ways to help new computer users

“Once upon a time, young people helped senior citizens across the street. While this is still a good idea, it’s just as important to help them setup their Facebook page.”

This short article makes a few points very well. Many novice tech users are experts in other things and get easily frustrated feeling like they’re back at square one. That sort of thing needs to be considered when you’re figuring out the best way to approach teaching topics. Additionally, find ways for people to succeed, whatever their level of skill is. This can be a challenge for people who are really brand new, but just having simple taks like mouse proficency and “send an email to me. Oh look there it is” can give peopel the confidence they need to explore on their own. [thanks barbara]

5 thoughts on “ways to help new computer users

  1. Thanks for sharing this – it seems to me (being a student in library school) that this should be a service that is offered to patrons in libraries now. I can’t begin to count the times that I have heard people generally unfamiliar with the internet say, “I wish I had a facebook so I could keep in contact with my kids.” Of course, this could be from someone who is totally unfamiliar with the internet, or someone who is fairly proficient – but has reservations about the content/networking features of facebook. If libraries are going to offer this type of service, they really need to meet their patrons where they are – tailor classes to more and less experienced internet users, and try to avoid the blanket (trying to offer one thing for everyone in a class) approach I see often.

  2. this is a great piece. thank you for posting about it. i do think it misses one detail w/r/t the couple who became irritated with each other as the gentleman half tried to log into their gmail account.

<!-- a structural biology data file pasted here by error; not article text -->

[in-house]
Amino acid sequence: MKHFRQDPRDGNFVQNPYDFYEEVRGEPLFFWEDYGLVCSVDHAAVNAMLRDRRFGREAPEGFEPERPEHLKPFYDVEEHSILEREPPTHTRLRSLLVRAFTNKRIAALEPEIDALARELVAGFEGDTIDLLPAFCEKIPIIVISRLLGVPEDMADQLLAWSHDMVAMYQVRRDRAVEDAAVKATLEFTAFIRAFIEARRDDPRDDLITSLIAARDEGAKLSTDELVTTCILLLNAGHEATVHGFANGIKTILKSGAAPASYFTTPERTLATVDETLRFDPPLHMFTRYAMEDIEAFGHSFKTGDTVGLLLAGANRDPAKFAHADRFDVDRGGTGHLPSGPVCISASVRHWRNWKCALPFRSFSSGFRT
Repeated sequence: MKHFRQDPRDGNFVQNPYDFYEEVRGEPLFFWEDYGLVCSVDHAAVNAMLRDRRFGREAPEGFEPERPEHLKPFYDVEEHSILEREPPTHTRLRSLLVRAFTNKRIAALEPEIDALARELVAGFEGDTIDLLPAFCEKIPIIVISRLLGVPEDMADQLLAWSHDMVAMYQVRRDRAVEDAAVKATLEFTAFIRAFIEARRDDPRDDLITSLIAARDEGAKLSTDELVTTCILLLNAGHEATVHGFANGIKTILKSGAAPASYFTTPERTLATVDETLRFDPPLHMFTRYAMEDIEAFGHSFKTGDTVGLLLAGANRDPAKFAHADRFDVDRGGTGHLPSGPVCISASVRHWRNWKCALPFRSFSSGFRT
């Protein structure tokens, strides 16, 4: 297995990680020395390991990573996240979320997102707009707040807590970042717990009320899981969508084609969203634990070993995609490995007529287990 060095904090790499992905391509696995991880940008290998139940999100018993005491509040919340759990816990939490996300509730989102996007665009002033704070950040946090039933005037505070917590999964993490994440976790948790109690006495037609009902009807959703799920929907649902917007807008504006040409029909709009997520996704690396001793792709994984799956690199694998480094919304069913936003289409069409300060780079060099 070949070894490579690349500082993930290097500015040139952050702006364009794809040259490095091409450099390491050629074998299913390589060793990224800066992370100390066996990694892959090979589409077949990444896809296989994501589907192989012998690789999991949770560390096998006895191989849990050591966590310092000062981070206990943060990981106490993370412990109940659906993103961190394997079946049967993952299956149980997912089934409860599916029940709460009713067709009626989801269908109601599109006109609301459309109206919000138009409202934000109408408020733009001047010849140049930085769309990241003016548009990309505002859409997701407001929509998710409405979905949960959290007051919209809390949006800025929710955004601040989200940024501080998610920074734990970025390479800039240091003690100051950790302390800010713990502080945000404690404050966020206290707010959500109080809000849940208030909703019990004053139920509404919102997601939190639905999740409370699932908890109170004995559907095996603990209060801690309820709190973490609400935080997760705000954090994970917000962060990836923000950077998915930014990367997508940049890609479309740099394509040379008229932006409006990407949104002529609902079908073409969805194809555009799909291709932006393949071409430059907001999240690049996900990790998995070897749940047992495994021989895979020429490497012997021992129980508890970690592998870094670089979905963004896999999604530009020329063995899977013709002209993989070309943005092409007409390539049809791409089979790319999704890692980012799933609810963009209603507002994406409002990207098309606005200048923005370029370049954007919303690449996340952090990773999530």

could the gentleman type?

    can we remember what it was like when *we* couldn’t type?

    i had a math class in junior high back in the 70’s where we wrote 10 lines of basic, and then had 10 minutes each on the teletype terminal in a closet off of our classroom. my school did a (spendy!) timeshare on a mainframe computer that resided in a downtown office building. guess what the quality was of our experience, we 7th graders, with our 10 minutes? *none of us could type*. it took *forever* to type in our little 10 lines of code — and it had to be exactly correct or it wouldn’t run. some of us never even finished typing the code.

    anyway. point being, the keyboarding aspect of anything computer-related is a *huge* source of frustration for anyone who lacks keyboarding skills. my father-in-law became so frustrated that he ultimately spent most of his online time browsing — clicking to navigate sites that interested him — because the need to type was reduced. my mother-in-law just dumbed down entirely, and used the computer very little, because as a retired secretary she could type like the very wind; a formerly ‘menial’ skill (she had been my father-in-law’s secretary at one point) that suddenly made my father-in-law feel stupid. when both of them tried to learn computer skills simultaneously.. well, it had a really bad effect on the dynamics of their relationship.

    so i would suggest also considering orientation to the user-interface of a solid learn-to-type program. it can be done in private, and i know the old ‘mavis beacon’ program was a lot like a video game. my dad thought it was fun, and used it just to test himself, even though he could already type.

  3. Thanks for posting the link and commentary, Jessamyn! I have done a lot of helping colleagues at university over the last couple of years (I’m a newly minted Library Tech), explaining things like why clicking the ‘Home’ tab in MSWord won’t bring up Google. There is a heck of a lot of fear holding back most of the people I’ve encountered who are having the hardest of times. Helping folks have positive (or at least, non-scary) experiences is the best thing I’ve found for it.

    If anyone has any other links to share of a similar vein, or other suggested reading, please post up or email me at tamahoc/gmail.com.

  4. Great article, I do believe that we need to start being more proactive in these matters. all it takes is a little bit of patience and willingness to help them become sufficient.
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